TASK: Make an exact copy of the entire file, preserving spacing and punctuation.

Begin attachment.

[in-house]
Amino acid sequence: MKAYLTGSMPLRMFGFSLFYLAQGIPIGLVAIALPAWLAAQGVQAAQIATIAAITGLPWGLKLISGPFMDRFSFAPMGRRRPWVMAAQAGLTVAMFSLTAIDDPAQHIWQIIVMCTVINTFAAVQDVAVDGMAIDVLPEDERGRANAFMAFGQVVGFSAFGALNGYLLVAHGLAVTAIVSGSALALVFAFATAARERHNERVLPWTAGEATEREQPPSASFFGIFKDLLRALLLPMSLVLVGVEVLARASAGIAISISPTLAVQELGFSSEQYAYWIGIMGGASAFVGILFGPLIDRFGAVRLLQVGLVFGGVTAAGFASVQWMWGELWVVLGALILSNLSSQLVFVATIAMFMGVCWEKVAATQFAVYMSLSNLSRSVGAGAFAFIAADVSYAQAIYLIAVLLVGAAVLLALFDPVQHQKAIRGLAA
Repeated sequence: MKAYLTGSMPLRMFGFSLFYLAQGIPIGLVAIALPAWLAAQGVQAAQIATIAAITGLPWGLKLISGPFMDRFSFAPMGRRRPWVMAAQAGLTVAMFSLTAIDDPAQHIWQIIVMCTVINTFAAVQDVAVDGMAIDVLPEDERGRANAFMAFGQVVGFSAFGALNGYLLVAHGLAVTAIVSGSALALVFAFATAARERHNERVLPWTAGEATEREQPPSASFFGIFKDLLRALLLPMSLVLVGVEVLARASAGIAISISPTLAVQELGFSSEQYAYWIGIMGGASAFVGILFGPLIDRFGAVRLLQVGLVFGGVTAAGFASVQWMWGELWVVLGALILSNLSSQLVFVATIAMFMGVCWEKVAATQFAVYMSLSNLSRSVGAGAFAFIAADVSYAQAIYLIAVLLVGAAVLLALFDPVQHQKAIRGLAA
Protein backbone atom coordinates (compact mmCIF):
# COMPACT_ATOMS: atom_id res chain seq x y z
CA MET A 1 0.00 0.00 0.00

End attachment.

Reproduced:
[in-house]
Amino acid sequence: MKAYLTGSMPLRMFGFSLFYLAQGIPIGLVAIALPAWLAAQGVQAAQIATIAAITGLPWGLKLISGPFMDRFSFAPMGRRRPWVMAAQAGLTVAMFSLTAIDDPAQHIWQIIVMCTVINTFAAVQDVAVDGMAIDVLPEDERGRANAFMAFGQVVGFSAFGALNGYLLVAHGLAVTAIVSGSALALVFAFATAARERHNERVLPWTAGEATEREQPPSASFFGIFKDLLRALLLPMSLVLVGVEVLARASAGIAISISPTLAVQELGFSSEQYAYWIGIMGGASAFVGILFGPLIDRFGAVRLLQVGLVFGGVTAAGFASVQWMWGELWVVLGALILSNLSSQLVFVATIAMFMGVCWEKVAATQFAVYMSLSNLSRSVGAGAFAFIAADVSYAQAIYLIAVLLVGAAVLLALFDPVQHQKAIRGLAA
Repeated sequence: MKAYLTGSMPLRMFGFSLFYLAQGIPIGLVAIALPAWLAAQGVQAAQIATIAAITGLPWGLKLISGPFMDRFSFAPMGRRRPWVMAAQAGLTVAMFSLTAIDDPAQHIWQIIVMCTVINTFAAVQDVAVDGMAIDVLPEDERGRANAFMAFGQVVGFSAFGALNGYLLVAHGLAVTAIVSGSALALVFAFATAARERHNERVLPWTAGEATEREQPPSASFFGIFKDLLRALLLPMSLVLVGVEVLARASAGIAISISPTLAVQELGFSSEQYAYWIGIMGGASAFVGILFGPLIDRFGAVRLLQVGLVFGGVTAAGFASVQWMWGELWVVLGALILSNLSSQLVFVATIAMFMGVCWEKVAATQFAVYMSLSNLSRSVGAGAFAFIAADVSYAQAIYLIAVLLVGAAVLLALFDPVQHQKAIRGLAA
Protein backbone atom coordinates (compact mmCIF):
# COMPACT_ATOMS: atom_id res chain seq x y z
CA MET A 1 0.00 0.00 0.00